U.S. flag

An official website of the United States government, Department of Justice.

NCJRS Virtual Library

The Virtual Library houses over 235,000 criminal justice resources, including all known OJP works.
Click here to search the NCJRS Virtual Library

Enhancing Rural Reentry Through Housing Partnerships: A Handbook for Community Corrections Agencies in Rural Areas

NCJ Number
Date Published
September 2009
47 pages
After examining the transitional needs of persons reentering their rural communities from prisons and jails, this handbook provides guidance on how community corrections agencies in rural areas, where incomes and housing are limited, can establish partnerships that aid in housing recently released parolees and their families.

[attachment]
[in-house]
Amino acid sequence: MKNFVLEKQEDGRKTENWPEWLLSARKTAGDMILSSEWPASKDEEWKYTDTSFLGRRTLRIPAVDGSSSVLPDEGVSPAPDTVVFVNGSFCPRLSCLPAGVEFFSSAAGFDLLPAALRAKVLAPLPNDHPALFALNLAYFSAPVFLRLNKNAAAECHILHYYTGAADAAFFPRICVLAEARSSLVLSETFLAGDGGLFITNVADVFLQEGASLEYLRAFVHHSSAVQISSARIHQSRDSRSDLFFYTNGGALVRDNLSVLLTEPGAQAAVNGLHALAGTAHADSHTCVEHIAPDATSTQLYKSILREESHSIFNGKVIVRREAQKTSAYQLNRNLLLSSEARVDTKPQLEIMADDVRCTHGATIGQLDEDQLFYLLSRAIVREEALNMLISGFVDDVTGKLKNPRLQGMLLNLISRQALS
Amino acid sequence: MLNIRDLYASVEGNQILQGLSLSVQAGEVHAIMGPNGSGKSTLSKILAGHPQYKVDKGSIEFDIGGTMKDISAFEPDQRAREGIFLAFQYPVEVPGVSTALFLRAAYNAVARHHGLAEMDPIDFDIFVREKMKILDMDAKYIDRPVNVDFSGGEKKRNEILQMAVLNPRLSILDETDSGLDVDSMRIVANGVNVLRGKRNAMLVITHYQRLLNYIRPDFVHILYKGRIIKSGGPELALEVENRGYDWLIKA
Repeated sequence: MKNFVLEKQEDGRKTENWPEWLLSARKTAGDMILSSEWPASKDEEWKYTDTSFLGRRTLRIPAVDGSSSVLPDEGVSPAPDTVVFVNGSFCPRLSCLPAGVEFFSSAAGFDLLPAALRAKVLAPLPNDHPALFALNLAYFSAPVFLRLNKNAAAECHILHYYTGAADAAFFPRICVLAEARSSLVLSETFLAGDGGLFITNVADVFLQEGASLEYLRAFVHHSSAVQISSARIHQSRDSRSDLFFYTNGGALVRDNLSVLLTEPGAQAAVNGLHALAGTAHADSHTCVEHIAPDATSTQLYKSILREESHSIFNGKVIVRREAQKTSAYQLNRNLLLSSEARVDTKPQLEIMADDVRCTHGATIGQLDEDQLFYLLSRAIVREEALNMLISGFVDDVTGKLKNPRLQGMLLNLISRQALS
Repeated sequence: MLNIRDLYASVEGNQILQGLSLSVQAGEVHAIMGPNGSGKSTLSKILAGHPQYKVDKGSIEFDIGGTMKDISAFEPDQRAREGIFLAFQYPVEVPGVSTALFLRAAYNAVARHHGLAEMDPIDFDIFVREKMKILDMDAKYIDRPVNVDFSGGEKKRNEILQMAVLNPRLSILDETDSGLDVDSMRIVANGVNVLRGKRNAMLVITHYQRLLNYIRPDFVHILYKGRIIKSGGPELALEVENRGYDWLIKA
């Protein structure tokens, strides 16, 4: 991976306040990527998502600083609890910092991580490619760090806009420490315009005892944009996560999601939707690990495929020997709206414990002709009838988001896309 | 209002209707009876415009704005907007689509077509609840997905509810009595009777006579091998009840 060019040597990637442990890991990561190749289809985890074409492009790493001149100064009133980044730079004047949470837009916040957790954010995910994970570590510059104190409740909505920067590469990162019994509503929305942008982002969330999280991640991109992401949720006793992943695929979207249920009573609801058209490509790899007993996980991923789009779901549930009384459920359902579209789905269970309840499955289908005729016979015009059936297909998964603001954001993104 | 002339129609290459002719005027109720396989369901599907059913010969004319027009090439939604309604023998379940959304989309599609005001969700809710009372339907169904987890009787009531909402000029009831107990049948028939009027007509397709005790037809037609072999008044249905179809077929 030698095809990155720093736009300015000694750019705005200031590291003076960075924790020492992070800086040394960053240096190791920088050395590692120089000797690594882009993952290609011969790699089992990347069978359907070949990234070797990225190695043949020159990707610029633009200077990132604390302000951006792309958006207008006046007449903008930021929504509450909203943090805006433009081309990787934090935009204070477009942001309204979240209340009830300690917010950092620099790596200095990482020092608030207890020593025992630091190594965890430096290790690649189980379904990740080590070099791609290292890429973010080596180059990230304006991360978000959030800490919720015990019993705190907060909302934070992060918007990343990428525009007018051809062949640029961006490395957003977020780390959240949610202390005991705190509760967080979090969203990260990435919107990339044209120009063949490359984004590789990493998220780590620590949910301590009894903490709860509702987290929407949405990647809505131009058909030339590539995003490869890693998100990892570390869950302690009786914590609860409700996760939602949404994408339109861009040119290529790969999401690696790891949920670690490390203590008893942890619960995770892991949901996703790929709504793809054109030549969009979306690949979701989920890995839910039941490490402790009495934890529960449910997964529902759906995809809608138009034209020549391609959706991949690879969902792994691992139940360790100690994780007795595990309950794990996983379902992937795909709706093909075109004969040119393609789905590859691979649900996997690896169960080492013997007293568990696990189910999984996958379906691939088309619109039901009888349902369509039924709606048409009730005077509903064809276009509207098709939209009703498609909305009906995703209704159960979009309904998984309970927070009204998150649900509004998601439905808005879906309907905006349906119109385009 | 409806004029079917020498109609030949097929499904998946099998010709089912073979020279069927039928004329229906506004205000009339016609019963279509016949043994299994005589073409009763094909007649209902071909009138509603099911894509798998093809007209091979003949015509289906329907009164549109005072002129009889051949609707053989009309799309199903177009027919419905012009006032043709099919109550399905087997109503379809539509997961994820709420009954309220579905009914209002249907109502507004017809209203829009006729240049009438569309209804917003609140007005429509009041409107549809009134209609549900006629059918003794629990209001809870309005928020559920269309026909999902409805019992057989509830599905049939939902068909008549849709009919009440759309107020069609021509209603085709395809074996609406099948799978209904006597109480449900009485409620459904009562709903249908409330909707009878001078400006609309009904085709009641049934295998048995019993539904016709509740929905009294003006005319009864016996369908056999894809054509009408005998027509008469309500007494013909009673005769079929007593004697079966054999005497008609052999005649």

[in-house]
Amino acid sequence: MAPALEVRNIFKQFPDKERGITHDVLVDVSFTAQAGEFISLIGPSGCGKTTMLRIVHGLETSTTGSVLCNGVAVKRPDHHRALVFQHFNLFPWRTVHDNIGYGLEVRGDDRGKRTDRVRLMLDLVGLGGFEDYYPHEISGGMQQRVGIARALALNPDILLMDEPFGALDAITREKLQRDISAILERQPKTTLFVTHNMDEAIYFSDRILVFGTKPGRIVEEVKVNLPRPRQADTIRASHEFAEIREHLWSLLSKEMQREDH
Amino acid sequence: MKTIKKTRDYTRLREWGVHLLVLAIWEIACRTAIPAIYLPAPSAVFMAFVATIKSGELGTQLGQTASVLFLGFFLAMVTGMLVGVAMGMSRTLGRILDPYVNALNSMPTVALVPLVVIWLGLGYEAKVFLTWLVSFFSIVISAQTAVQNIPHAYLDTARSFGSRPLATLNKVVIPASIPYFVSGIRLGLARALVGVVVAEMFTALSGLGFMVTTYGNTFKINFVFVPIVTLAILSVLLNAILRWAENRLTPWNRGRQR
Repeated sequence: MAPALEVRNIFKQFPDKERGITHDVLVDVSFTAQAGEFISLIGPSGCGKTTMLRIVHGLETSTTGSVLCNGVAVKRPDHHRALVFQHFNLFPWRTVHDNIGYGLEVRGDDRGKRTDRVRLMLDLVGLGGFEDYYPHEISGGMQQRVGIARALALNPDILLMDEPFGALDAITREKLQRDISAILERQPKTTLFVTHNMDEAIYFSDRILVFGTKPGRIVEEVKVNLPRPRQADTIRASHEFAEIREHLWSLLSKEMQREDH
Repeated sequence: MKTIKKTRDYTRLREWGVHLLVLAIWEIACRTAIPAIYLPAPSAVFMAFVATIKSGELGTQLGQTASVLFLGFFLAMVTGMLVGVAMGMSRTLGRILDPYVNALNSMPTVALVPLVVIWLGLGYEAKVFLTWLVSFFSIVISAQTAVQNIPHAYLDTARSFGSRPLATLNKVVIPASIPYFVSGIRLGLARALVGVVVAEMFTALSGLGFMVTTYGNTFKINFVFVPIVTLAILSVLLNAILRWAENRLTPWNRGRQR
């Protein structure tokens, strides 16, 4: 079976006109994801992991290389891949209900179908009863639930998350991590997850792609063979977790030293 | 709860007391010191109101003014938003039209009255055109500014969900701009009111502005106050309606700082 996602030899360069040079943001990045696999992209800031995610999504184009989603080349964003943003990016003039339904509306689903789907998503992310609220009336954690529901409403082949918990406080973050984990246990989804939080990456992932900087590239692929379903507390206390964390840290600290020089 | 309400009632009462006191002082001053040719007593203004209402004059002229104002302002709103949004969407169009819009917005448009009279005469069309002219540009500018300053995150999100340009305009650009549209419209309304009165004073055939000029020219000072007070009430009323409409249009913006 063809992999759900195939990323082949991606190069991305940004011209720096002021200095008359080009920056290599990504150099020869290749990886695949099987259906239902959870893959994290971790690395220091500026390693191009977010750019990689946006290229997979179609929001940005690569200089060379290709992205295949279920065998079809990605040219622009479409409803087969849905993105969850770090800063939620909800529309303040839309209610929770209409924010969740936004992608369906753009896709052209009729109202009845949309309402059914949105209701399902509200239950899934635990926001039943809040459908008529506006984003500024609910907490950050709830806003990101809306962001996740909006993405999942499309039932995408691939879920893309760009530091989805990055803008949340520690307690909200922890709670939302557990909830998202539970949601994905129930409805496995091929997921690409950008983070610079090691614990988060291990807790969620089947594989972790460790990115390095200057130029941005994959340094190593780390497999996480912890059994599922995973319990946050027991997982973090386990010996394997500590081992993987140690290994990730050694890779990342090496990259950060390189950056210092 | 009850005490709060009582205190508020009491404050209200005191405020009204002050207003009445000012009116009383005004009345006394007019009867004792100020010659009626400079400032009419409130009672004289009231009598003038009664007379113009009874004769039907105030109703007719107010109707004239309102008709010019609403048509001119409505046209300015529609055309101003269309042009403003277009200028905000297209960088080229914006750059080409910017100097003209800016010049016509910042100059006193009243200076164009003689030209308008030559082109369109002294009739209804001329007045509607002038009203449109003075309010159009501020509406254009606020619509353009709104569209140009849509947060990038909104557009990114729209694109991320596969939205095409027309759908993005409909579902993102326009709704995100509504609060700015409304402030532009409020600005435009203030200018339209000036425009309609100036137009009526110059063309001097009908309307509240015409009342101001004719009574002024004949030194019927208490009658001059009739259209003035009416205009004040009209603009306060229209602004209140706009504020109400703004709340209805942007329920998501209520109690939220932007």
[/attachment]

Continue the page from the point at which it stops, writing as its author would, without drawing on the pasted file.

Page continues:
In its introductory comments, the handbook notes that it is not intended to dictate a course of action, but rather to stimulate consideration and collaboration in addressing housing needs of parolees and their families upon reentry to rural communities. The handbook suggests various strategies for partnering parolees' families with resource agencies for support in the reentry process. This includes strategies for broad-based collaboration that address the need for affordable housing. Information is provided on housing laws and policies that impact those involved in the justice system in rural areas. Information is also provided on rural housing programs and low-income housing tax credits. The handbook serves as a resource for housing professionals, as it provides information on the potential benefits and challenges in housing families involved in the justice system. This includes a discussion of opportunities for collaboration with community corrections agencies in rural communities where housing options are limited. A major feature of the handbook is the profiling of a project by Family Justice, which launched a pilot project with the Arkansas Department of Community Correction that is addressing the following factors: rurality, poverty, high rates of prisoner reentry, and the prevalence of housing issues in a group of contiguous Arkansas counties. A significant component of this project is the leadership provided by a work group composed of rural housing developers and representatives from corrections, community corrections, rural public housing authorities, community-based organizations, and academics who specialize in rural issues. 54 endnotes